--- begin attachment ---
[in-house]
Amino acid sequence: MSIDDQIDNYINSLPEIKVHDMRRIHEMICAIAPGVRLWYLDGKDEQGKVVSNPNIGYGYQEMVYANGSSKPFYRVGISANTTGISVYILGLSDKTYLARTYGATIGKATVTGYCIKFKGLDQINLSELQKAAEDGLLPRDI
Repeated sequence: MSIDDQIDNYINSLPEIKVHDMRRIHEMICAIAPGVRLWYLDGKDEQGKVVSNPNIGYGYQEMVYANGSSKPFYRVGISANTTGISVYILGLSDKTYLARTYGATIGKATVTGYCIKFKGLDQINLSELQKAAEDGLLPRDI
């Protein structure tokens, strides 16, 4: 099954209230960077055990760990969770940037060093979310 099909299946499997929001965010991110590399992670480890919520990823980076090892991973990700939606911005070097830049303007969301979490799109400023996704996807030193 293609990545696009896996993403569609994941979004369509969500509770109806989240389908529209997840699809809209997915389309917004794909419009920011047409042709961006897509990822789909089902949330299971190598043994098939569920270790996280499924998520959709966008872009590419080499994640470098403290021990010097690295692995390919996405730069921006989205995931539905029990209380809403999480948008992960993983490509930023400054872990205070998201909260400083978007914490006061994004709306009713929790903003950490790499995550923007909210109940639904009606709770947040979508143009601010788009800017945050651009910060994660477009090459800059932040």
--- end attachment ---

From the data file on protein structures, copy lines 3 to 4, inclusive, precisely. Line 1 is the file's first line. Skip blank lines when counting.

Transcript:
Repeated sequence: MSIDDQIDNYINSLPEIKVHDMRRIHEMICAIAPGVRLWYLDGKDEQGKVVSNPNIGYGYQEMVYANGSSKPFYRVGISANTTGISVYILGLSDKTYLARTYGATIGKATVTGYCIKFKGLDQINLSELQKAAEDGLLPRDI
């Protein structure tokens, strides 16, 4: 099954209230960077055990760990969770940037060093979310 099909299946499997929001965010991110590399992670480890919520990823980076090892991973990700939606911005070097830049303007969301979490799109400023996704996807030193 293609990545696009896996993403569609994941979004369509969500509770109806989240389908529209997840699809809209997915389309917004794909419009920011047409042709961006897509990822789909089902949330299971190598043994098939569920270790996280499924998520959709966008872009590419080499994640470098403290021990010097690295692995390919996405730069921006989205995931539905029990209380809403999480948008992960993983490509930023400054872990205070998201909260400083978007914490006061994004709306009713929790903003950490790499995550923007909210109940639904009606709770947040979508143009601010788009800017945050651009910060994660477009090459800059932040």